It is unclear whether the infectious etiology of severe bronchiolitis affects short-term outcomes, such as posthospitalization relapse. We tested the hypothesis that children hospitalized with rhinovirus (RV) bronchiolitis, either as a sole pathogen or in combination with respiratory syncytial virus (RSV), are at increased risk of relapse.
We performed a 16-center, prospective cohort study of hospitalized children age <2 years with bronchiolitis. During the winters of 2007–2010, researchers collected clinical data and nasopharyngeal aspirates from study participants; the aspirates were tested using real-time polymerase chain reaction. The primary outcome was bronchiolitis relapse (urgent bronchiolitis visit or scheduled visit at which additions to the bronchiolitis medications were made) during the 2 weeks after hospital discharge.
Among 1836 enrolled children with 2-week, follow-up data, the median age was 4 months and 60% were male. Overall, 48% had sole RSV infection, 8% had sole RV infection, and 13% had RSV/RV coinfection. Compared with children with sole RSV infection, and adjusting for 10 demographic and clinical characteristics and clustering of patients within hospitals, children with sole RV infection did not differ in their likelihood of relapse (odds ratio: 0.99; 95% confidence interval: 0.52–1.90; P = 0.98), whereas those with RSV/RV coinfection were more likely to have relapse (odds ratio: 1.54; 95% confidence interval: 1.03–2.30; P = 0.03).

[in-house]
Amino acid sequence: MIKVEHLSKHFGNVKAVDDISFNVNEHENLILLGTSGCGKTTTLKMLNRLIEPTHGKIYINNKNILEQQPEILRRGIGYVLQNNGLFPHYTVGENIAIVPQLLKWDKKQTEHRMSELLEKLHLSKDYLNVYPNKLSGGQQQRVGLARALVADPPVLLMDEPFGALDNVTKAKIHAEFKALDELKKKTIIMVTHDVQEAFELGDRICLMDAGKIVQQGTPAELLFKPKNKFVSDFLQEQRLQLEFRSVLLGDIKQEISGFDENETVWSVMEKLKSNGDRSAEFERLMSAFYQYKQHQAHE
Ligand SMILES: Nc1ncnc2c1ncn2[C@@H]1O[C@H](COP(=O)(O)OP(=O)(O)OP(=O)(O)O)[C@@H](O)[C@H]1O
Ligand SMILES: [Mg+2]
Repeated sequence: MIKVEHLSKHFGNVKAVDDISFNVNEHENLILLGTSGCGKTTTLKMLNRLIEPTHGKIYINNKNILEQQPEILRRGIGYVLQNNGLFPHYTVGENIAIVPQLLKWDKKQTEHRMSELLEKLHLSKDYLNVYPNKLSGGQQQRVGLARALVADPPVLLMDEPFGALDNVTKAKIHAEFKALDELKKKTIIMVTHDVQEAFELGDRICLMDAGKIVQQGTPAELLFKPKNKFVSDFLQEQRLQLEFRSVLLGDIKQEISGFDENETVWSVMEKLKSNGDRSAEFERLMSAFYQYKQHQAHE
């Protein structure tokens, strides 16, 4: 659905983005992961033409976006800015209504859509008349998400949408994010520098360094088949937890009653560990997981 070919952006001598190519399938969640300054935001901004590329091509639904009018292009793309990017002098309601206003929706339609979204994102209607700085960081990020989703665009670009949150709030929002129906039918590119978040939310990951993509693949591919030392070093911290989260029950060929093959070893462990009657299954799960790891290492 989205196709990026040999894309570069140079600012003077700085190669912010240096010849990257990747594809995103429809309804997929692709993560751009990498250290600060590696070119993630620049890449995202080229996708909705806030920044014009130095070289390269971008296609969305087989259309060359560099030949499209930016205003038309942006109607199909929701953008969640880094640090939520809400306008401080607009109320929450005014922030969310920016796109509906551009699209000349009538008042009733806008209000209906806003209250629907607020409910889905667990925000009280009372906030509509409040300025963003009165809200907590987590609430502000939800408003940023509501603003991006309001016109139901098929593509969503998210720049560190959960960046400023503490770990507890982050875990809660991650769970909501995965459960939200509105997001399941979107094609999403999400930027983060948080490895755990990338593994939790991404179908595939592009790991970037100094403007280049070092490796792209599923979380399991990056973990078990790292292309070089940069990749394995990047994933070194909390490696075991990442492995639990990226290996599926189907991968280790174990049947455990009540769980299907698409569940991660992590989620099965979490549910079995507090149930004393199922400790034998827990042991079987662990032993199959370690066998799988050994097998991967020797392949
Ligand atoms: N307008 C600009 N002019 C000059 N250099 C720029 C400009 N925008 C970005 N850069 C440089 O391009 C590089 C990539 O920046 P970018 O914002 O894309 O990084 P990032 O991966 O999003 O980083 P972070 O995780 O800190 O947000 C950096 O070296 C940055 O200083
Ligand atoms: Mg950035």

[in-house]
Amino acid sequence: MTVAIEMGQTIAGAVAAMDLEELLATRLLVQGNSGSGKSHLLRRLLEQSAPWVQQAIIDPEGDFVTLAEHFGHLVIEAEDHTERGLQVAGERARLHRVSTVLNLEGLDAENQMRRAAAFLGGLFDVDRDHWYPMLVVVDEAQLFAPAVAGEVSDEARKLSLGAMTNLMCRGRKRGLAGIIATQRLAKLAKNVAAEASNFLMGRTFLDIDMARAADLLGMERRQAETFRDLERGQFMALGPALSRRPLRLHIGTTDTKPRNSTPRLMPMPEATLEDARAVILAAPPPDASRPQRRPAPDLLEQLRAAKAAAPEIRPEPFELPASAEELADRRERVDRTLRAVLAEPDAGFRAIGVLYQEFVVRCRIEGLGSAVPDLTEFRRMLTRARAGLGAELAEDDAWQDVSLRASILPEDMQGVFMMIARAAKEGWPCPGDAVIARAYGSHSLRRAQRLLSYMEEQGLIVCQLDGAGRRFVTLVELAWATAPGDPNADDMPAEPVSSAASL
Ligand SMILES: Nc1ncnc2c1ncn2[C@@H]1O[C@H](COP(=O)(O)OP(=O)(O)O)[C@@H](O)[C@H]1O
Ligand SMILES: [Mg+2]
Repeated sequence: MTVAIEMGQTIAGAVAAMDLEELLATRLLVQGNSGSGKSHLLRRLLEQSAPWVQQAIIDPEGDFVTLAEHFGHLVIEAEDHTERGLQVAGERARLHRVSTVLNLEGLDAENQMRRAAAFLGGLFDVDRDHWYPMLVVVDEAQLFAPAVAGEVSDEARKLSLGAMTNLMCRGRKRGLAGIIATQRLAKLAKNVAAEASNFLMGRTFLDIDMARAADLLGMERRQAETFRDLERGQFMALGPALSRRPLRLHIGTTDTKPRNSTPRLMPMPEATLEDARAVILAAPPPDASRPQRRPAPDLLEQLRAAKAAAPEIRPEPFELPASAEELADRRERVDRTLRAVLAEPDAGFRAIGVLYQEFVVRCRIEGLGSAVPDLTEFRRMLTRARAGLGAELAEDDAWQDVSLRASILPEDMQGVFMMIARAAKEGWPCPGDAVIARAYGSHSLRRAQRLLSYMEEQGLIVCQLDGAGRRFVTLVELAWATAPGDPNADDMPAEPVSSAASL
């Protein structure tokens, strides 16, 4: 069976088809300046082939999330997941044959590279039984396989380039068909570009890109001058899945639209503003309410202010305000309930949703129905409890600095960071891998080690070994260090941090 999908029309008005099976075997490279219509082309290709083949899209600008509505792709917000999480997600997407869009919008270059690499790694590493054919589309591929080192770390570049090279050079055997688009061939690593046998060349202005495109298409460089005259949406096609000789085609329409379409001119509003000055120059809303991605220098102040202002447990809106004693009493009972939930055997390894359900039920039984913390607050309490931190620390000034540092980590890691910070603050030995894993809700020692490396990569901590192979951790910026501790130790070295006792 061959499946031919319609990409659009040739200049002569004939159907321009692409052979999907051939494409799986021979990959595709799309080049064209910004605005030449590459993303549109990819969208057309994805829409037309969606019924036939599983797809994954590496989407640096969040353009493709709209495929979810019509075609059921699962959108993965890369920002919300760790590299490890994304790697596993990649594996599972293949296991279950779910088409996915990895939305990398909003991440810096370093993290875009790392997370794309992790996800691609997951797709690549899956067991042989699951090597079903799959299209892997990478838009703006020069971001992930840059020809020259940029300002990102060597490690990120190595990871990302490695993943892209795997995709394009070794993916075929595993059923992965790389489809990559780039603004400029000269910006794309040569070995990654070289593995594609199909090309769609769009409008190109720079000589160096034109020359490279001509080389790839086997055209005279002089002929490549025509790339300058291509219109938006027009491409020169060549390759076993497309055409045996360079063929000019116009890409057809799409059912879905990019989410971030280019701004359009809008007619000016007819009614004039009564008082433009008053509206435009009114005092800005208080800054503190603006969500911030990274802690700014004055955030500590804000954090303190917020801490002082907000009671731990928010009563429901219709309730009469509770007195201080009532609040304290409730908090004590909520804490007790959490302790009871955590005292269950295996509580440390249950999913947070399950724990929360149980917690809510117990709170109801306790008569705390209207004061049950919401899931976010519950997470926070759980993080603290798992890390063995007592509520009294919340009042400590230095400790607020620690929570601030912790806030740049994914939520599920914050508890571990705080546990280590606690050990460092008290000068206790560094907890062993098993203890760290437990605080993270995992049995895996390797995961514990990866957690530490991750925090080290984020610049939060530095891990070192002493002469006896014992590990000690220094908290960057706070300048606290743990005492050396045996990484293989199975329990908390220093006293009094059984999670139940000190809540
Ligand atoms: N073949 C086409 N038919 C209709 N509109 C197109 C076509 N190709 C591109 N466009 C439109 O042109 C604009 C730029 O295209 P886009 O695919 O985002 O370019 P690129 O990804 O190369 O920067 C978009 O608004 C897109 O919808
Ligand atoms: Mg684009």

In this prospective, multicenter, multiyear study of children hospitalized with bronchiolitis, we found that RSV/RV coinfection was independently associated with a higher likelihood of bronchiolitis relapse. Present data support the concept that the infectious etiology of severe bronchiolitis affects short-term outcomes.
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From the *Department of Emergency Medicine, Massachusetts General Hospital; †Department of Medicine, Boston Children’s Hospital, Harvard Medical School, Boston, MA; ‡Division of Emergency Medicine, Children’s National Health System, Washington, DC; §Department of Pediatrics, Rady Children’s Hospital, University of California San Diego, San Diego; ¶Division of Hospital Medicine, Children’s Hospital Los Angeles, Los Angeles, CA; ‖Department of Emergency Medicine, Weill Cornell Medical College, New York, NY; and **Departments of Molecular Virology and Microbiology, and Pediatrics, Baylor College of Medicine, Houston, TX.
Accepted for publication January 24, 2014.
This study was supported by the grants U01 AI-67693 and K23 AI-77801 from the National Institutes of Health (Bethesda, MD). The content of this manuscript is solely the responsibility of the authors and does not necessarily represent the official views of the National Institute of Allergy and Infectious Diseases or the National Institutes of Health.
The authors have no other funding or conflicts of interest to disclose.
Supplemental digital content is available for this article. Direct URL citations appear in the printed text and are provided in the HTML and PDF versions of this article on the journal’s website (www.pidj.com).
Address for correspondence: Kohei Hasegawa, MD, MPH, Department of Emergency Medicine, Massachusetts General Hospital, 326 Cambridge Street, Suite 410, Boston, MA 02114. E-mail: email@example.com.